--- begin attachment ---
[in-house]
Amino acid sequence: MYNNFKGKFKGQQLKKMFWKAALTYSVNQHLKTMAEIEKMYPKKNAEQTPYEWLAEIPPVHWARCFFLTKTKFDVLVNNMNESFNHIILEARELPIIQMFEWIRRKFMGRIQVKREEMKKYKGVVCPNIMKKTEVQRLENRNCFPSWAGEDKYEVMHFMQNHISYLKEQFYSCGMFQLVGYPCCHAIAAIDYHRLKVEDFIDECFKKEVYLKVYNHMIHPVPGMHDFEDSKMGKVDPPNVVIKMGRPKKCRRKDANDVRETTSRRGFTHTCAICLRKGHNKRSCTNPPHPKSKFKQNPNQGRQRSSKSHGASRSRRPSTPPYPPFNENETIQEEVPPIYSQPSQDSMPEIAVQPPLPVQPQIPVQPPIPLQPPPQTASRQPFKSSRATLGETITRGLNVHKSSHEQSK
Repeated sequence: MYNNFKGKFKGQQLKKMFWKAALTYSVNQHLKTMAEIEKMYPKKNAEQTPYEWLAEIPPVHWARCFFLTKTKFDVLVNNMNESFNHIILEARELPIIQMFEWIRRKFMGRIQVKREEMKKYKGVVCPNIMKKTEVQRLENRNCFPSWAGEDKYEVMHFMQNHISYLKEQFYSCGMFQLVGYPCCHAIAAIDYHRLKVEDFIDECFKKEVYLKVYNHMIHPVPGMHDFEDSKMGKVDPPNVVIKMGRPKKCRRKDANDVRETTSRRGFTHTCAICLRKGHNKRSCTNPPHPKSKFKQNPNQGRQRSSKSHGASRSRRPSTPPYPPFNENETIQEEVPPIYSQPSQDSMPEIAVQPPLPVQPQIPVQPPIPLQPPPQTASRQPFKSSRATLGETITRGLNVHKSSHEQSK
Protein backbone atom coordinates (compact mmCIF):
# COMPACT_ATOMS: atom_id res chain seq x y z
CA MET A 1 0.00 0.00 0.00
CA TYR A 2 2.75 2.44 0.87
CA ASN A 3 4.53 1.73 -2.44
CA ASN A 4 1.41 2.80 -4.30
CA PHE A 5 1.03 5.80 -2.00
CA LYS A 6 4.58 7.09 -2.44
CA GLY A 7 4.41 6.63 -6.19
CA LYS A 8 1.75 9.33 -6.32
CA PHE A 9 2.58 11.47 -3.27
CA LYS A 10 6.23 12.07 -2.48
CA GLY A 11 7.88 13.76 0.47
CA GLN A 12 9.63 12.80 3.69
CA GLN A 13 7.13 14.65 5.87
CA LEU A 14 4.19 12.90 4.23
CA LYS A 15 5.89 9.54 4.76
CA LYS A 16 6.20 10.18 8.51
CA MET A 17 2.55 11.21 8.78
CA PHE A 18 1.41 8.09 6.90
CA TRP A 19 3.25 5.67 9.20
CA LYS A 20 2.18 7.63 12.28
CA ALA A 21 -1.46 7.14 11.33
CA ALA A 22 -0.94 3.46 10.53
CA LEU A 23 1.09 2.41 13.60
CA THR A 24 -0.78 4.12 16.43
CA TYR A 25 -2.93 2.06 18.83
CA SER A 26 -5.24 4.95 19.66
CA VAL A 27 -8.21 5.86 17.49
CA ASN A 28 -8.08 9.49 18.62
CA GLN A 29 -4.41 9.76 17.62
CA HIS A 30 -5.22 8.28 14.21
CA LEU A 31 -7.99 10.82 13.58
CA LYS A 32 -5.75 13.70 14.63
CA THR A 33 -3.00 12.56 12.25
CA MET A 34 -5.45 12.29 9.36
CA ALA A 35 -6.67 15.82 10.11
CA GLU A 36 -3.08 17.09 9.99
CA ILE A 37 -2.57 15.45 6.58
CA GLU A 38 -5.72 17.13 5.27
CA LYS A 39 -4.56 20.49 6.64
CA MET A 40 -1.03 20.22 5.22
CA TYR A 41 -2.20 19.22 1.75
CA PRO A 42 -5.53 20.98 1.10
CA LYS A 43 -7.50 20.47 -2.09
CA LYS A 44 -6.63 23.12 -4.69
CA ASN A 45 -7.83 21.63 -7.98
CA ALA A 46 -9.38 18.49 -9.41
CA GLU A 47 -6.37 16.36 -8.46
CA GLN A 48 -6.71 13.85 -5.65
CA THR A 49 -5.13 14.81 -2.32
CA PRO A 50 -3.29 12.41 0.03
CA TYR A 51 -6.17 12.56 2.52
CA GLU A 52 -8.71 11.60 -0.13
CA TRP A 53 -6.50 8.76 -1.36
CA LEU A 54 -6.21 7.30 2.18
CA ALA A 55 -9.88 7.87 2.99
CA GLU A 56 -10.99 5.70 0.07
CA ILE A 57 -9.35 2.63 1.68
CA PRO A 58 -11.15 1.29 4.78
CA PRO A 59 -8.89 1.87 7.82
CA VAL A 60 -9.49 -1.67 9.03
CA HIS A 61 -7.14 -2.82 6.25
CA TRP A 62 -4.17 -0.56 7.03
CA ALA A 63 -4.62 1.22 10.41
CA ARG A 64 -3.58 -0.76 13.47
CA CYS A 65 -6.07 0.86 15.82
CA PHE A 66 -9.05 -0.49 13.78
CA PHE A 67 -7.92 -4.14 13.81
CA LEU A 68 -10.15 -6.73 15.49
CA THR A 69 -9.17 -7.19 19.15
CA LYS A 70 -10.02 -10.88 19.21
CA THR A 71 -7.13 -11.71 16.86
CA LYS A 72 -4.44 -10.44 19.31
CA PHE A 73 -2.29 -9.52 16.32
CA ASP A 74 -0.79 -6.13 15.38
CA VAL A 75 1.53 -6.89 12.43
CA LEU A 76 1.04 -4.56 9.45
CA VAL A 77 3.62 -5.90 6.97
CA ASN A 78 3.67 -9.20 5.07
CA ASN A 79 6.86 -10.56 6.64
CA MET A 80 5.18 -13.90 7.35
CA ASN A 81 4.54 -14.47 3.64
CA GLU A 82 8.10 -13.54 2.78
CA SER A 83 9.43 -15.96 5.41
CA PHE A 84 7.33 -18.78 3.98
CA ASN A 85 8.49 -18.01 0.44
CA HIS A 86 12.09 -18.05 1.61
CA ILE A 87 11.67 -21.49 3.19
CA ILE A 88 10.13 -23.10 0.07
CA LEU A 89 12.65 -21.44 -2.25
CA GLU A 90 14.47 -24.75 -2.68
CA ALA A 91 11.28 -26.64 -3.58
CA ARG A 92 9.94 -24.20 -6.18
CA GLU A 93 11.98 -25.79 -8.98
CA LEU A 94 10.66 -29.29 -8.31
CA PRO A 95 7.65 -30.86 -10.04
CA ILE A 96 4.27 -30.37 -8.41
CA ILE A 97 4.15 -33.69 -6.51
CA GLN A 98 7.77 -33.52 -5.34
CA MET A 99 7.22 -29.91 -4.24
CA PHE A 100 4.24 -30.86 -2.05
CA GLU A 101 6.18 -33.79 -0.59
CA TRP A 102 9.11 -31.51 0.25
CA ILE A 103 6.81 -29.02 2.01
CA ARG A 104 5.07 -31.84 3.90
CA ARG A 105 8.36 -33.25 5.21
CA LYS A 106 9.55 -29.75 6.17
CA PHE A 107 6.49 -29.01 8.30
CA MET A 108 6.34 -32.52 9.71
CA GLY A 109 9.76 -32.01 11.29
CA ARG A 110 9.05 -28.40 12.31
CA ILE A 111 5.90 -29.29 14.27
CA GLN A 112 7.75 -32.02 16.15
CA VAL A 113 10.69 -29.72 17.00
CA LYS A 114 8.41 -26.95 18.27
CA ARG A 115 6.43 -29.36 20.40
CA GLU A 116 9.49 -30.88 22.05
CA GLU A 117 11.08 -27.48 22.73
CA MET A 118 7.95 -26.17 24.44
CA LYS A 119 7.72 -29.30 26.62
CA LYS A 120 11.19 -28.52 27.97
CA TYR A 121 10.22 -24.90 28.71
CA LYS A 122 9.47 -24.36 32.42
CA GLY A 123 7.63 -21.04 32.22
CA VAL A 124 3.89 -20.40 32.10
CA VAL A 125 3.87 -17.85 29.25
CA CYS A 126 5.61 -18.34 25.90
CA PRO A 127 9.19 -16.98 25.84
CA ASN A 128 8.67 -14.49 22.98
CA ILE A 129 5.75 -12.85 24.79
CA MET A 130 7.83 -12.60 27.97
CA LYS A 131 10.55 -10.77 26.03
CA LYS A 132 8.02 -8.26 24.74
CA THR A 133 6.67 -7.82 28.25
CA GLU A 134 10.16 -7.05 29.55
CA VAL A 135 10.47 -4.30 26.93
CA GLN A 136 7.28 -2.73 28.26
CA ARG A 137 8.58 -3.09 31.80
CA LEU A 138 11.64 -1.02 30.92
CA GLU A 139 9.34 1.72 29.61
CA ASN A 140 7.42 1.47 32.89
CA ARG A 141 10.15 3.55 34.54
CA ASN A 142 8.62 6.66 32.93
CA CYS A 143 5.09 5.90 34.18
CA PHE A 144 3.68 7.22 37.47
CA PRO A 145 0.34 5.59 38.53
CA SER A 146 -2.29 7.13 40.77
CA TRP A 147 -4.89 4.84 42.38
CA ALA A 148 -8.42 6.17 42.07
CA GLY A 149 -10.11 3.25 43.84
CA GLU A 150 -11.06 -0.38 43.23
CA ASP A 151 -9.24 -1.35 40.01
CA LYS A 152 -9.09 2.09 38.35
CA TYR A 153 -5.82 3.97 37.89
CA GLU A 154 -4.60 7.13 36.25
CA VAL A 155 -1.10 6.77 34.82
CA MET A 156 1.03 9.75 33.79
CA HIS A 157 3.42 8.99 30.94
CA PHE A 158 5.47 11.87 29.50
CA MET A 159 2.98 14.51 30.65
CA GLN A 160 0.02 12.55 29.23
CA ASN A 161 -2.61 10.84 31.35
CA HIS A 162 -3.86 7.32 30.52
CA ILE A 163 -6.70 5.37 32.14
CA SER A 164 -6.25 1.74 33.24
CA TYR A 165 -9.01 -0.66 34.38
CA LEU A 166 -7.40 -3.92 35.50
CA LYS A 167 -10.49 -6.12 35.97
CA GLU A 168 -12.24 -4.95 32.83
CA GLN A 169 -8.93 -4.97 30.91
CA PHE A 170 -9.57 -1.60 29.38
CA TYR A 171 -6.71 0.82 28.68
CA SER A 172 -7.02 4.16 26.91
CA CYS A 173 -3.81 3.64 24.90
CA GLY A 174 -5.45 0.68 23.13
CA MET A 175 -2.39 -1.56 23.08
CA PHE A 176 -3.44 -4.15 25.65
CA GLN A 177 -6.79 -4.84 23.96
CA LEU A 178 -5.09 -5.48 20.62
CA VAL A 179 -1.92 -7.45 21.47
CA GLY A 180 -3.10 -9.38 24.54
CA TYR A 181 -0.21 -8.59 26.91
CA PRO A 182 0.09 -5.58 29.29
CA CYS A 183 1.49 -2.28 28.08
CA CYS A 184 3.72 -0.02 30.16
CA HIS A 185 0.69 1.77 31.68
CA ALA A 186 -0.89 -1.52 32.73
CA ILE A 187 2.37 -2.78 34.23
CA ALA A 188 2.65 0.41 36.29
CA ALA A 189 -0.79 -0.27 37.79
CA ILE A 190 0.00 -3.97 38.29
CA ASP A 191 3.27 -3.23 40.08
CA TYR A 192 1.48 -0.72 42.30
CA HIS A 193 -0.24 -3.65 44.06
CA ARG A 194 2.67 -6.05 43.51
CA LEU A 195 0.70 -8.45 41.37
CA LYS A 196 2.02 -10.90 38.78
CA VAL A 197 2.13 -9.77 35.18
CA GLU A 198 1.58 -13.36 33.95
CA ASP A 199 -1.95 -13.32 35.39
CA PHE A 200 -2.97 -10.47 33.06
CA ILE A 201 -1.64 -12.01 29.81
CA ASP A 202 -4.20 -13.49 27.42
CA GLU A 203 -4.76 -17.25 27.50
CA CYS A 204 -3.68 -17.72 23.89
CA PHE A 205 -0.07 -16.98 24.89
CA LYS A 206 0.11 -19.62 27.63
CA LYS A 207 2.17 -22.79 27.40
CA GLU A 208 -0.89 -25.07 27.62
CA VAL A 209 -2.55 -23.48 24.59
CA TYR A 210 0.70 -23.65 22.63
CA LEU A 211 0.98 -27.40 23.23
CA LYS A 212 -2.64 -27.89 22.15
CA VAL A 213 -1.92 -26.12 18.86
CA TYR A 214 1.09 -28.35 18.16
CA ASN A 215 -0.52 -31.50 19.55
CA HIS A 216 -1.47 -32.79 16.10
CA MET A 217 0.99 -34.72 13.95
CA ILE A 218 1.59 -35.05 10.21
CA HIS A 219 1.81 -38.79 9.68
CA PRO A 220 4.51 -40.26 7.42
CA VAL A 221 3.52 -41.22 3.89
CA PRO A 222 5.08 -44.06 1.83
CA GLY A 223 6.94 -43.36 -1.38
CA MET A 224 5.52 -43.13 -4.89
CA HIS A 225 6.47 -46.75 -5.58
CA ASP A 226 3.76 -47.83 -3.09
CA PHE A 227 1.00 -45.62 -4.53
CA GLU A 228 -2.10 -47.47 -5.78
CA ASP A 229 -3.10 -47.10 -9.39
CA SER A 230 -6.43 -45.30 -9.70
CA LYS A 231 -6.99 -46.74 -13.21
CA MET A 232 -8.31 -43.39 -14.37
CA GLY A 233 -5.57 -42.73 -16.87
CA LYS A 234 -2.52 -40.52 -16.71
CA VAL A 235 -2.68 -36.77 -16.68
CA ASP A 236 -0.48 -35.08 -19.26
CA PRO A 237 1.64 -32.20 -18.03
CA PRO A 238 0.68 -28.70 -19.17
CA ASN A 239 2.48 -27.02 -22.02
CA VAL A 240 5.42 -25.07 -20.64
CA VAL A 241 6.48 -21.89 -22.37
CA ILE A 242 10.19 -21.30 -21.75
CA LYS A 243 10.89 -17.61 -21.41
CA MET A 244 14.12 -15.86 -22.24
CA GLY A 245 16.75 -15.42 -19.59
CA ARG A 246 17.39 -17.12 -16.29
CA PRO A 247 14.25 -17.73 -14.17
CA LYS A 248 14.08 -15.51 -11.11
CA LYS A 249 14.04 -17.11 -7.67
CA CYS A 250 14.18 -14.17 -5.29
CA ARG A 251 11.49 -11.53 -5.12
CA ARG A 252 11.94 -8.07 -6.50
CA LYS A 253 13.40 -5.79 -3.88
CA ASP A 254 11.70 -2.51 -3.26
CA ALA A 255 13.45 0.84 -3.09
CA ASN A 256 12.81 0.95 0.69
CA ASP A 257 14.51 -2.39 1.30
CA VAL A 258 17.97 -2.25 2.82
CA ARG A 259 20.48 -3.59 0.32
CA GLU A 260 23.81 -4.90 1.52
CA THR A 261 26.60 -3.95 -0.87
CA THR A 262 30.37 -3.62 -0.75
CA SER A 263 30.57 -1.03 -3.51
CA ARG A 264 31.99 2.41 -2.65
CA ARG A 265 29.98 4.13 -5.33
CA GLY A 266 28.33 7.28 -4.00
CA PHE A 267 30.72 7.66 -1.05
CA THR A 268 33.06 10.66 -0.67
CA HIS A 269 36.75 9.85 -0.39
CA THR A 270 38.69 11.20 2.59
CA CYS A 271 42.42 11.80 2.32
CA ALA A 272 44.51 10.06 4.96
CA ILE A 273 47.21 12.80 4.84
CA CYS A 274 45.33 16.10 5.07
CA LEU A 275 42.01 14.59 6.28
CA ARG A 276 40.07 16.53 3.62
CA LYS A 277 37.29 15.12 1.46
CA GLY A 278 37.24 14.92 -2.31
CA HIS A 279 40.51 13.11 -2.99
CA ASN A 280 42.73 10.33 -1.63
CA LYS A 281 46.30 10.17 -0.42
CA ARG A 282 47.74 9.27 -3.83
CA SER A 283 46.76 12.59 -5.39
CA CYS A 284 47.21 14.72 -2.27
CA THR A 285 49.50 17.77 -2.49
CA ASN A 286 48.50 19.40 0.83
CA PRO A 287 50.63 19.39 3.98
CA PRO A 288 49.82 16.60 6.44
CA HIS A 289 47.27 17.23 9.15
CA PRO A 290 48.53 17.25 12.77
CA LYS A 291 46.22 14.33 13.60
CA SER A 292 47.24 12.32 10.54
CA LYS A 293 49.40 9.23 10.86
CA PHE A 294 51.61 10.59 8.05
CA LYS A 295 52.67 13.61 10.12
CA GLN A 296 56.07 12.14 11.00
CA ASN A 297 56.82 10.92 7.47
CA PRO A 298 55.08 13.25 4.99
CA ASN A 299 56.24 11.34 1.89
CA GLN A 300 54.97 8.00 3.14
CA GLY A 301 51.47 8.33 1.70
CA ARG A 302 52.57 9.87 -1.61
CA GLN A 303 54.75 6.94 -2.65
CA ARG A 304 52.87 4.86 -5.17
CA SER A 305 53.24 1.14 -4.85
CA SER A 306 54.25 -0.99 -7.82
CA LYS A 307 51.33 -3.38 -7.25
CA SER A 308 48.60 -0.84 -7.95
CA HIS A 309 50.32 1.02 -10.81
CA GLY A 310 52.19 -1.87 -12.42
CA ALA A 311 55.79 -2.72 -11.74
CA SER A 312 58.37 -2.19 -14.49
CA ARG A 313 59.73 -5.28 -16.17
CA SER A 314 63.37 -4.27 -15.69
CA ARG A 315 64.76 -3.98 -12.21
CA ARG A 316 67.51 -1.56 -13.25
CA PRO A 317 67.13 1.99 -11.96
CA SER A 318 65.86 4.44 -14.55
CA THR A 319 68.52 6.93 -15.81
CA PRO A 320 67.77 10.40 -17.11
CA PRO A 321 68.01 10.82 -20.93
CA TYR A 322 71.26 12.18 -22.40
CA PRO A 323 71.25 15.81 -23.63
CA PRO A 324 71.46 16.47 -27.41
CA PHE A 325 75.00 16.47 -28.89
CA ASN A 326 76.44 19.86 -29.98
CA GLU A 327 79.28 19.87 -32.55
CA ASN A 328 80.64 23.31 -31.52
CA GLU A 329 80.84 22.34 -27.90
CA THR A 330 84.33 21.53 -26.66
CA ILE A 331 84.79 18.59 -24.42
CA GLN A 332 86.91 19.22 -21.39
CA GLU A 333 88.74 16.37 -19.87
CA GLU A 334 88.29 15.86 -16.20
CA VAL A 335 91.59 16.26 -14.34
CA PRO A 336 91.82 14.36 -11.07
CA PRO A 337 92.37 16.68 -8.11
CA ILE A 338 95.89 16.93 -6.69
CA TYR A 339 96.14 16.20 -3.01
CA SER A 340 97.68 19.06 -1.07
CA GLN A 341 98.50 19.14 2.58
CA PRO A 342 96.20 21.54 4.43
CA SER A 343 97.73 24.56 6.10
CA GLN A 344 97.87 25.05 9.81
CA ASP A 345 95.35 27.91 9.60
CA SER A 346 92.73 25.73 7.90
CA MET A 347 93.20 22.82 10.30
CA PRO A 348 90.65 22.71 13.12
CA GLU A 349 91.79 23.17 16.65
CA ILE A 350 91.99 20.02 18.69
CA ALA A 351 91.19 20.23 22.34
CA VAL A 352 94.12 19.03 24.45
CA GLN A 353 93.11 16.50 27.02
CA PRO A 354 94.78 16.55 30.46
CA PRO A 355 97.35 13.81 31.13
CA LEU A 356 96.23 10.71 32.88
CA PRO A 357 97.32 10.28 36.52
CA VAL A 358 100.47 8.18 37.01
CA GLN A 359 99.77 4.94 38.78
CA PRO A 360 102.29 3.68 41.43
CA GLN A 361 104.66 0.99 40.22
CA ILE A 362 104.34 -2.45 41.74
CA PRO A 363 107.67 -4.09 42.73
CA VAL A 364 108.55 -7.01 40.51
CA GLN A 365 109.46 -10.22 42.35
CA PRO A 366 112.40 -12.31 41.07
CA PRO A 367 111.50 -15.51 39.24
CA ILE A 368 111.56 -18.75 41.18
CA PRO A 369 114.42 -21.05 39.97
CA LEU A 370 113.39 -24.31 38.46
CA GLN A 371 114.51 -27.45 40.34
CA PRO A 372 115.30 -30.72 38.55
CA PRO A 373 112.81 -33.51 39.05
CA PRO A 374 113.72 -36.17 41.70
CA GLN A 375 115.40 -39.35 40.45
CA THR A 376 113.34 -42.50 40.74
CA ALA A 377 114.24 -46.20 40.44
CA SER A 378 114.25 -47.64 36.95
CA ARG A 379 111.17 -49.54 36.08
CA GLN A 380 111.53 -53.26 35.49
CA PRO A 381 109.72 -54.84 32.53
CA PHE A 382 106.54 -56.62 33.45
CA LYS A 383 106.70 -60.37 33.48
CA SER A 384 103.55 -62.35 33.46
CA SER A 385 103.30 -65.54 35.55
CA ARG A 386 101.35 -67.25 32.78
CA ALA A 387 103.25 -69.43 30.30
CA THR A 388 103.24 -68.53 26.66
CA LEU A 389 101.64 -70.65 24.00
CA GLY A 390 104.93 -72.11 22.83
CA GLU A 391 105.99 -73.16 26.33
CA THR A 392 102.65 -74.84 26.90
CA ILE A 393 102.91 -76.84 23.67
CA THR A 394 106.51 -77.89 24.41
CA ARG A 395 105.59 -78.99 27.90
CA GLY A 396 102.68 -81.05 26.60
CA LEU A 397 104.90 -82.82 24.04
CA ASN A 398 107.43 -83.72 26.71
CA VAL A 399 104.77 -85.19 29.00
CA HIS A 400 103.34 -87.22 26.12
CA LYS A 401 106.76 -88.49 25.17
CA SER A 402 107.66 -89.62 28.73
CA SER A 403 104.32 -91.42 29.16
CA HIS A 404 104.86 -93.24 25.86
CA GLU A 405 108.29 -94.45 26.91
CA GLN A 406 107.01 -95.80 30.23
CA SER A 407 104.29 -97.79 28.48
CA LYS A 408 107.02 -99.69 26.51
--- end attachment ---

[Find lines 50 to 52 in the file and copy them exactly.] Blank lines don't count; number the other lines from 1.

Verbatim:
CA ASN A 45 -7.83 21.63 -7.98
CA ALA A 46 -9.38 18.49 -9.41
CA GLU A 47 -6.37 16.36 -8.46